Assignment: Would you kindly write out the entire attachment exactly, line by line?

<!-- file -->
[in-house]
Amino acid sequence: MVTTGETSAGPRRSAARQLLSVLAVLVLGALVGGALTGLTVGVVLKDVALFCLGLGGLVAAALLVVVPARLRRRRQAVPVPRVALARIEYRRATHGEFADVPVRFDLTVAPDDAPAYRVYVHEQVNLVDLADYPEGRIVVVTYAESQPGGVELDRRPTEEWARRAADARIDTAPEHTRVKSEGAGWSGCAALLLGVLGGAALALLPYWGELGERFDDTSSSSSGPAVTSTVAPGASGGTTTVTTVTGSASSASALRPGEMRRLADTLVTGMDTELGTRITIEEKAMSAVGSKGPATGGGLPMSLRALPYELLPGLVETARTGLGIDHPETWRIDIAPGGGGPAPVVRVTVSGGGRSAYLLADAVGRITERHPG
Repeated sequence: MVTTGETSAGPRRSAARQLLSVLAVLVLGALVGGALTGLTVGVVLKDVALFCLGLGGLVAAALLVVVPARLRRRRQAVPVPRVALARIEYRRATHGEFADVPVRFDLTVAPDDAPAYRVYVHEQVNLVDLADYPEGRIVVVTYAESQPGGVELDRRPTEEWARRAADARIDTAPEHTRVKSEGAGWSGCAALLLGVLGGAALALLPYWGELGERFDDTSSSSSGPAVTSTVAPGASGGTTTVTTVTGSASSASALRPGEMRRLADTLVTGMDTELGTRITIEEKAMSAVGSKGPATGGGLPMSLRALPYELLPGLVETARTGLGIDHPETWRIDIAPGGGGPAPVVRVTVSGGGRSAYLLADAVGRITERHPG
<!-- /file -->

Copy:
[in-house]
Amino acid sequence: MVTTGETSAGPRRSAARQLLSVLAVLVLGALVGGALTGLTVGVVLKDVALFCLGLGGLVAAALLVVVPARLRRRRQAVPVPRVALARIEYRRATHGEFADVPVRFDLTVAPDDAPAYRVYVHEQVNLVDLADYPEGRIVVVTYAESQPGGVELDRRPTEEWARRAADARIDTAPEHTRVKSEGAGWSGCAALLLGVLGGAALALLPYWGELGERFDDTSSSSSGPAVTSTVAPGASGGTTTVTTVTGSASSASALRPGEMRRLADTLVTGMDTELGTRITIEEKAMSAVGSKGPATGGGLPMSLRALPYELLPGLVETARTGLGIDHPETWRIDIAPGGGGPAPVVRVTVSGGGRSAYLLADAVGRITERHPG
Repeated sequence: MVTTGETSAGPRRSAARQLLSVLAVLVLGALVGGALTGLTVGVVLKDVALFCLGLGGLVAAALLVVVPARLRRRRQAVPVPRVALARIEYRRATHGEFADVPVRFDLTVAPDDAPAYRVYVHEQVNLVDLADYPEGRIVVVTYAESQPGGVELDRRPTEEWARRAADARIDTAPEHTRVKSEGAGWSGCAALLLGVLGGAALALLPYWGELGERFDDTSSSSSGPAVTSTVAPGASGGTTTVTTVTGSASSASALRPGEMRRLADTLVTGMDTELGTRITIEEKAMSAVGSKGPATGGGLPMSLRALPYELLPGLVETARTGLGIDHPETWRIDIAPGGGGPAPVVRVTVSGGGRSAYLLADAVGRITERHPG